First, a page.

Dr. Marjorie Campbell

Against All Odds


March 2020 Issue
By Cynthia Robinson  
Photography by Mike Force Photography

From the time Marjorie Campbell was born to a poor teen mother in Jamaica, she found herself constantly having to prove to people that she was not only going to survive, but thrive.

“I was born weighing only 2 pounds and was in the hospital for two months. I was sick a lot and we were poor, really poor,” said Marjorie, who later had three younger siblings. “I went to school hungry every day and with no shoes. The one thing my great-grandmother, grandmother and mother said was ‘education is the key to opening many doors. A good education will never decay and with a good education, you can also encourage others.’”

Marjorie and her siblings took that to heart. She and her two sisters became teachers and her brother is a business manager. “I give my mother (Jennifer Watson) the credit. Even though she didn’t graduate high school, all four of her children have college degrees,” she said.

But getting her education was a major challenge. After graduating high school in 1989, Marjorie went to work at various jobs to financially help her family, including medical receptionist, accounting clerk and loan officer, before taking on yet another challenge, joining the Jamaica Constabulary Force (police) in 2003. “In Jamaica, you have to be 5’6” to be on the police force and I’m 5’5”. They told me I was too short. I asked them, ‘You’re going to stop me for an inch?’ So, they ‘gave’ me an inch, and I proved them wrong by working on the police force for 10 years!” While working as corporal, she attended Mico University in Kingston, earning an associate degree in secondary education in 2009, followed by a Bachelor of Science degree in guidance and counseling in 2011.

Although she continued her work on the police force, she also joined the staff at Paula Bogle High School in St. Thomas, Jamaica, where she taught English, social studies and worked as a school counselor. Despite her busy work schedule, she volunteered in her community as a victim support counselor for both adults and children who had been traumatized, something she had experienced in her own life.

“In the 1990s, I was visiting a friend when I was robbed at gunpoint and abducted. They thought I was someone else, and I thought that was probably going to be the end for me. They wanted me to drive, but I did not know how to drive a stick shift. So, they drove around with me for about 30 minutes and were talking the whole time about ‘what are we going to do with her?’ I started praying. They finally slowed down and pushed me out. I ran faster than I had ever had in my life. I met a man riding a trike and he gave me a ride to the police station.”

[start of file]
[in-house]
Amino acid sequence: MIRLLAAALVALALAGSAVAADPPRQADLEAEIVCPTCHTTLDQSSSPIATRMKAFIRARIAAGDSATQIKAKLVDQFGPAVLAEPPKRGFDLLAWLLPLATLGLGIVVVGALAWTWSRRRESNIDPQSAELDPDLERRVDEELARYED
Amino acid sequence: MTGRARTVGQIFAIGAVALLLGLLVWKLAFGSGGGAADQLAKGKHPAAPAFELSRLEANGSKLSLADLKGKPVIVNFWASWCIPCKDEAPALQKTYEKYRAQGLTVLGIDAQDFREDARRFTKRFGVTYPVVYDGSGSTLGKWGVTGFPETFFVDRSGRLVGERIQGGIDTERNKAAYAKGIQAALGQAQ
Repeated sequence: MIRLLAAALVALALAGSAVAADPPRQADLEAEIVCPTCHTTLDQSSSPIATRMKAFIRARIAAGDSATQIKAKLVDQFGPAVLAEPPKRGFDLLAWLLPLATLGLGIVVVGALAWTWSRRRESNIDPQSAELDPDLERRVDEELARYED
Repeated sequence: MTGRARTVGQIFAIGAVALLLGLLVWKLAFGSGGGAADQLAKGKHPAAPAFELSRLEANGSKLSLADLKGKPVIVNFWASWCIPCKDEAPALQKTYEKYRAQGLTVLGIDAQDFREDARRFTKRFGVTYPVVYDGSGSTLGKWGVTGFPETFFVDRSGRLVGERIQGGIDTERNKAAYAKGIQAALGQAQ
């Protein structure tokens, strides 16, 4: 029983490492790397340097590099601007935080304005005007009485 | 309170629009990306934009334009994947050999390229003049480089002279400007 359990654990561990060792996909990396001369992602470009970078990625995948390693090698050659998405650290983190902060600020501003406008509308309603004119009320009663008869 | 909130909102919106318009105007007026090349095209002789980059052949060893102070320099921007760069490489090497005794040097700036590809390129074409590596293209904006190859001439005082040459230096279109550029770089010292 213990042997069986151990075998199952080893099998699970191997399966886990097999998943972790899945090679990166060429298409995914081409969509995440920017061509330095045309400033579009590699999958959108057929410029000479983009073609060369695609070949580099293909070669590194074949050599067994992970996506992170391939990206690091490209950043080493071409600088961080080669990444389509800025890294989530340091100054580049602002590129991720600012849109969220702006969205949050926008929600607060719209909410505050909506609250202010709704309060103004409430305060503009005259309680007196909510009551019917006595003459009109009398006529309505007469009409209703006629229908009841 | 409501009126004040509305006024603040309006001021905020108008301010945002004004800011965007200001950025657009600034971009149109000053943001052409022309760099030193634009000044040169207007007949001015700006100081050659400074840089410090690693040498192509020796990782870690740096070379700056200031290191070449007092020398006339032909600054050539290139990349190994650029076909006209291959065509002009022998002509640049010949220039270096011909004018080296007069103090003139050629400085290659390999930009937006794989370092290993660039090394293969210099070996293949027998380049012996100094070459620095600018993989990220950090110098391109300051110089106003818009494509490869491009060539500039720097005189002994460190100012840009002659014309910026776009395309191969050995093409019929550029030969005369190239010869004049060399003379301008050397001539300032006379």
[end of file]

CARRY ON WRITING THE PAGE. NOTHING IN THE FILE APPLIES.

Marjorie said one of her abductors was caught by police and sent to prison, while the second kidnapper was killed by police in a shootout. “I survived that night because of prayer,” she said, and her pursuit of her careers in teaching, counseling and police work were ways for her to give back to others. “It was terrifying, but prayer is powerful, and it got me through it.”

As Marjorie’s life continued to excel, one thing she wanted, but seemed impossible, was to have a baby. “My mother told me I would always be an aunt,” after her doctor said she would probably be unable to get pregnant because of re-occurring fibroid tumors. She was shocked that on her 40th birthday, she found out she was pregnant. “I had always said if God wants me to have a baby, I’ll have a baby, but it was a surprise!”

To celebrate and get in some retail therapy state-side, the self-described “shop-a-holic” traveled to Georgia. “In Jamaica, people judge you by what you wear and how you present yourself, not your skin color. But it can be expensive to put that kind of image out there. My aunt, Gloria Smith, who lives in Brunswick, paid for my trip to come here and go shopping. I was going to stay for a month, but a week into the trip I got sick—my feet and hands were swollen.”

Marjorie went to see local OB/GYN Jason Joseph, who told the mom-to-be she had gestational diabetes and high blood pressure and could not travel. “I was very defiant,” she laughed, “I was preparing to go back as planned, but was seeing the doctor every other day. I went in one day and my blood pressure was so high he told me ‘you need to go into the hospital,” said Marjorie.

She had developed preeclampsia, a pregnancy complication that if left untreated, can lead to serious, sometimes fatal, complications for both mother and baby. “I didn’t really feel sick, but one time I looked at the blood pressure machine and it was 200 over 180! That’s when I had to have an emergency C-section. Dr. Joseph told me both me and the baby had a 50-50 chance. That was so terrifying. Luckily, I had my mom and aunt with me.”